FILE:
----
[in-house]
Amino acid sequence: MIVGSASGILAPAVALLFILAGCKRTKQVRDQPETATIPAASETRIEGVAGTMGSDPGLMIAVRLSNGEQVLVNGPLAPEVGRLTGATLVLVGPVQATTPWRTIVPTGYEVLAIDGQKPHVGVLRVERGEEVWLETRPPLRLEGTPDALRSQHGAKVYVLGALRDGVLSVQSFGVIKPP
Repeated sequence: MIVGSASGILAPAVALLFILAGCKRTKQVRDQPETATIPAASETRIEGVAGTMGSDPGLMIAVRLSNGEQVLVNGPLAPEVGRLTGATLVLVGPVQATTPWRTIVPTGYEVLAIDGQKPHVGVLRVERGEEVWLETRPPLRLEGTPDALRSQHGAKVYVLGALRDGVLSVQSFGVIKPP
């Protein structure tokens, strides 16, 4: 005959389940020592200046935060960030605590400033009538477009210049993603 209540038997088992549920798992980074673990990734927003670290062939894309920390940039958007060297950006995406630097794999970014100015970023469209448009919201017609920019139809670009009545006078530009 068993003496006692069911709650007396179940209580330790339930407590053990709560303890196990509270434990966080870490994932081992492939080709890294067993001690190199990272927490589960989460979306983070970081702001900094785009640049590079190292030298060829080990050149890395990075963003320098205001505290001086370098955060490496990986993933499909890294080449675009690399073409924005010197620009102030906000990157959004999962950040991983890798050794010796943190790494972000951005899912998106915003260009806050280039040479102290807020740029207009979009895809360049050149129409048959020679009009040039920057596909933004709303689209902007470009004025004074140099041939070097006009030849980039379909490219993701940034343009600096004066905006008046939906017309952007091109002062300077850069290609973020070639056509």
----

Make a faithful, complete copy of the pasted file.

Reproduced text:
[in-house]
Amino acid sequence: MIVGSASGILAPAVALLFILAGCKRTKQVRDQPETATIPAASETRIEGVAGTMGSDPGLMIAVRLSNGEQVLVNGPLAPEVGRLTGATLVLVGPVQATTPWRTIVPTGYEVLAIDGQKPHVGVLRVERGEEVWLETRPPLRLEGTPDALRSQHGAKVYVLGALRDGVLSVQSFGVIKPP
Repeated sequence: MIVGSASGILAPAVALLFILAGCKRTKQVRDQPETATIPAASETRIEGVAGTMGSDPGLMIAVRLSNGEQVLVNGPLAPEVGRLTGATLVLVGPVQATTPWRTIVPTGYEVLAIDGQKPHVGVLRVERGEEVWLETRPPLRLEGTPDALRSQHGAKVYVLGALRDGVLSVQSFGVIKPP
């Protein structure tokens, strides 16, 4: 005959389940020592200046935060960030605590400033009538477009210049993603 209540038997088992549920798992980074673990990734927003670290062939894309920390940039958007060297950006995406630097794999970014100015970023469209448009919201017609920019139809670009009545006078530009 068993003496006692069911709650007396179940209580330790339930407590053990709560303890196990509270434990966080870490994932081992492939080709890294067993001690190199990272927490589960989460979306983070970081702001900094785009640049590079190292030298060829080990050149890395990075963003320098205001505290001086370098955060490496990986993933499909890294080449675009690399073409924005010197620009102030906000990157959004999962950040991983890798050794010796943190790494972000951005899912998106915003260009806050280039040479102290807020740029207009979009895809360049050149129409048959020679009009040039920057596909933004709303689209902007470009004025004074140099041939070097006009030849980039379909490219993701940034343009600096004066905006008046939906017309952007091109002062300077850069290609973020070639056509």